Richard Prebble: Why Grant Robertson is the worst Finance Minister since Robert Muldoon
On Saturday the Herald’s political editor stepped down to become a special correspondent. As acknowledged by her peers and politicians at the Press Gallery 150th celebration Audrey Young is a remarkable journalist who has served us readers very well. As a parting gift last week Audrey rated the present Cabinet out of 10.
How Audrey could rate obscure ministers such as Priyanca Radhakrishnan and Jan Tinetti is a mystery.
Then there is the “Yes Minister” factor. Any minister who has an able chief executive can look competent. Ministers often get a low rating because they have an incompetent, virtually impossible to sack, head of department.
With this reservation I strongly disagree with Audrey Young awarding the Finance Minister a 9 out of 10 rating. Grant Robertson is the worst Minister of Finance since Robert Muldoon. I am not alone in my opinion.
I received this email exchange between a former head of the Treasury and a former Reserve Bank Governor.
Former head of the Treasury:
“I asked the BNZ today why they have eliminated a margin over carded rates for large time deposits and private banking partners.
“The answer is that they have so much money they don’t want to encourage any more, margins are squeezed and the regulations require larger capital backing for large depositors.
Former Reserve Bank Governor:
“The current huge fiscal deficit, the casualness of large increases in government spending, the extremely rapid and large increase in the public debt to GDP ratio, the ludicrously low interest rates, the massive credit creation via bond purchases by the central bank, the consequent high asset price inflation (share prices and house prices), the Government’s curious and seriously misinformed apparent wish for the RBNZ to control or regulate particular types of bank lending, make for the most ill-informed and frightening policy mix in my memory since Muldoon at his worst. And no one in the official sector or the media seems concerned.”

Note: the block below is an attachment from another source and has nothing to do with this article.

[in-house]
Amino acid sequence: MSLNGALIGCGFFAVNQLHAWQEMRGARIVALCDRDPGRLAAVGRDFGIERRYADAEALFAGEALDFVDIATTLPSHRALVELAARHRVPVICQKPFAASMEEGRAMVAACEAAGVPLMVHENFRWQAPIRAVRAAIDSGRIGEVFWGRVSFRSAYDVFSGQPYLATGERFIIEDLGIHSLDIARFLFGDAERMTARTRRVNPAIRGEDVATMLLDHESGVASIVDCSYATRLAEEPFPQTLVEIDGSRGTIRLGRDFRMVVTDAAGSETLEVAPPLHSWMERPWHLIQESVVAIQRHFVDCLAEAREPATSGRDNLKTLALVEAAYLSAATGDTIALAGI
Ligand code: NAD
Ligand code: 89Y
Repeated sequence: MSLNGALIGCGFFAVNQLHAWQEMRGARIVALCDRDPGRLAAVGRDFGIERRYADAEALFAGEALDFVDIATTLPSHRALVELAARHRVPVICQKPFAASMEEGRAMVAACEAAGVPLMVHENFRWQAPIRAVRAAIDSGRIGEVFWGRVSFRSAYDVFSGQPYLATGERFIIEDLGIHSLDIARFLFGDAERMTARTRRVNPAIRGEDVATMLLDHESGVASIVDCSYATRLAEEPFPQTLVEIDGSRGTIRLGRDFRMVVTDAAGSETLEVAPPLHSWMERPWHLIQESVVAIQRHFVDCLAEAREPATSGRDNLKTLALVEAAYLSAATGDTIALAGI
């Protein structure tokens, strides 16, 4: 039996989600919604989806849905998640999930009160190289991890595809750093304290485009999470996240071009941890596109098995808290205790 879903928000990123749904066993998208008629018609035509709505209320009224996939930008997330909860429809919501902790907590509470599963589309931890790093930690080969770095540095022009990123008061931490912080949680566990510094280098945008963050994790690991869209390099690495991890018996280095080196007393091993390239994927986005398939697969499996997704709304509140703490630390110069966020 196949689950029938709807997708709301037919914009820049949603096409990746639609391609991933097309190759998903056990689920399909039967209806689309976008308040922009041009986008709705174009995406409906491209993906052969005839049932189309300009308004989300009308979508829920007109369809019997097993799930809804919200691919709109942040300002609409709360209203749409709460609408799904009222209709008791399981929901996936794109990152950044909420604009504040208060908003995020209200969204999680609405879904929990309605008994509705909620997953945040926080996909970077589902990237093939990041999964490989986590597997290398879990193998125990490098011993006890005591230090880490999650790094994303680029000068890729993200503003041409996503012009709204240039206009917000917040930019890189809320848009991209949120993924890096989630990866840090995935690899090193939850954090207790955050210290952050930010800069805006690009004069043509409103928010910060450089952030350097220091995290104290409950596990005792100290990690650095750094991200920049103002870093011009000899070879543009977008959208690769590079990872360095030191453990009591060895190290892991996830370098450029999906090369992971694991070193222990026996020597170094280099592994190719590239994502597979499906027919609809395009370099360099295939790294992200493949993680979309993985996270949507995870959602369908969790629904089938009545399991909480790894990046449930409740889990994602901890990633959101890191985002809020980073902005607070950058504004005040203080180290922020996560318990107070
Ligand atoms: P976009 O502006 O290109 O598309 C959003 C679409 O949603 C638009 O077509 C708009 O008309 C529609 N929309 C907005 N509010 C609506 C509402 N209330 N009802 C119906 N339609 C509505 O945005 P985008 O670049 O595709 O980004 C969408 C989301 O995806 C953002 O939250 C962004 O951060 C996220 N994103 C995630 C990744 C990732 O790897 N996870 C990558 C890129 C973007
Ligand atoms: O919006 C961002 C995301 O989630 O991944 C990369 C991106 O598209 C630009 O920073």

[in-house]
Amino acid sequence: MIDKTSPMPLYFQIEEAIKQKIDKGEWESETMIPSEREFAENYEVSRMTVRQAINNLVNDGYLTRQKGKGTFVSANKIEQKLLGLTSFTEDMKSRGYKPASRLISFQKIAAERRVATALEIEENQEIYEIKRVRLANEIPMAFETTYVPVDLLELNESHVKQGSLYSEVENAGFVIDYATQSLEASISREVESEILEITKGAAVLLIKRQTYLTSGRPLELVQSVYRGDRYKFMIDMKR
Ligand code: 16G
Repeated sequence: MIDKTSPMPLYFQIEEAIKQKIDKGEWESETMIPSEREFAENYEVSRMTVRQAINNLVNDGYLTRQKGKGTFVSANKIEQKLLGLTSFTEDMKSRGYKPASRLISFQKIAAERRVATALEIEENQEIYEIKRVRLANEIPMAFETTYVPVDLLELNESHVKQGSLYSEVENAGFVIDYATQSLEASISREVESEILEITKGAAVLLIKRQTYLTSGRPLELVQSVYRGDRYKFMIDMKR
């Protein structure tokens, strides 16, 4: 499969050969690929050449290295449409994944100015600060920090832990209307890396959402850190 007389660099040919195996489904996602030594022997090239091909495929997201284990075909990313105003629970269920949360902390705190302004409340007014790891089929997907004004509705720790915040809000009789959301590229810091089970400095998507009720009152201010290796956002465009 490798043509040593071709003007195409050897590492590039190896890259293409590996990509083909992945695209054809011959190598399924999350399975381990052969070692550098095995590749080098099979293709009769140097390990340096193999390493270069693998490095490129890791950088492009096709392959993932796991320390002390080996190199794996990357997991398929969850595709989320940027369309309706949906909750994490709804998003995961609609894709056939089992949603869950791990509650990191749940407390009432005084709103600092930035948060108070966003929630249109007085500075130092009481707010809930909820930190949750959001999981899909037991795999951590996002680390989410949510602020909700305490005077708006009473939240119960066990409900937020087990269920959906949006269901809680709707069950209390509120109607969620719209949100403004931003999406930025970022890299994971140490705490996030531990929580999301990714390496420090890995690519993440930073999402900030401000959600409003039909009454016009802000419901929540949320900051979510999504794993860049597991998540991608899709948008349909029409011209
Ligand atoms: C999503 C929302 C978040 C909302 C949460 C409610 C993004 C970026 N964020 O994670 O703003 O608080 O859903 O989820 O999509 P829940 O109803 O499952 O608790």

New Zealand gets flattering reviews from nations that do not know us. Our Australian cousins who know us better are far more critical. Adam Creighton, the economics editor of the Australian, last month wrote a savage review of our performance:
“New Zealand’s economy is in strife. Without major change, our constitutional cousin is in decline. Its public finances are in tatters.
“New Zealand ranks fourth last in the OECD for labour productivity growth, and last for multi-factor productivity growth.
“In one year, New Zealand has blown 30 years of hard-fought fiscal rectitude. Its public debt will explode from the equivalent of 19 per cent of Gross Domestic Product last year to 54 per cent by 2022, on the Government’s own figures.
“The Prime Minister and Finance Minister, who have not worked in the private sector, sprout the totems of modern left governments — renewable energy, trees, higher tax, equality — but without much to show for it. Plans for a billion trees and 100,000 houses have come close to almost naught, and a capital gains tax was dumped”.
“Even Mexico, Nigeria and Venezuela are not as indebted to the rest of the world as New Zealand.”
“…it wasn’t outsized compassion that drove the lockdown sledgehammer but the brutal reality of an underfunded health system. With about 140 intensive care unit beds and few ventilators — far fewer than Australia per capita”.
Creighton could have gone on. The low interest rate policy is transferring wealth from savers to spenders. Retirees are being forced to make risky investments because the banks give them nothing for their savings.
The Government as the biggest spender is shifting wealth and influence to Wellington.
A Wellington accountant informed me that despite Covid his Wellington hospitality clients have had their best year ever. They are selling record numbers of cappuccinos to the bureaucrats implementing Labour’s solution to everything, “spend, centralise and control”.
Young based her rating in part because “The economy continues to outperform almost every forecast”.
The reverse is also true. Almost every government forecast has been wrong.
Is Robertson the worst Finance Minister since Muldoon because this is the worst Treasury? The Treasury is responsible for the issuing of dire economic forecasts that has led to massive over stimulation of the economy. To huge subsidies being paid to companies like large law and accounting firms who never needed the support. While a few companies have repaid their subsidies most have pocketed the taxpayer-funded windfall.
It is not clear if it is a power grab by the Treasury or the minister to regulate bank lending. How much of the woolly “Wellness Budget” that was going to transform how we measure the economy and our wellbeing was Robertson and how much the Treasury?
Both the Finance Minister and the Treasury deserve a minus 9 rating.
– Richard Prebble is a former leader of the Act Party and former member of the Labour Party.
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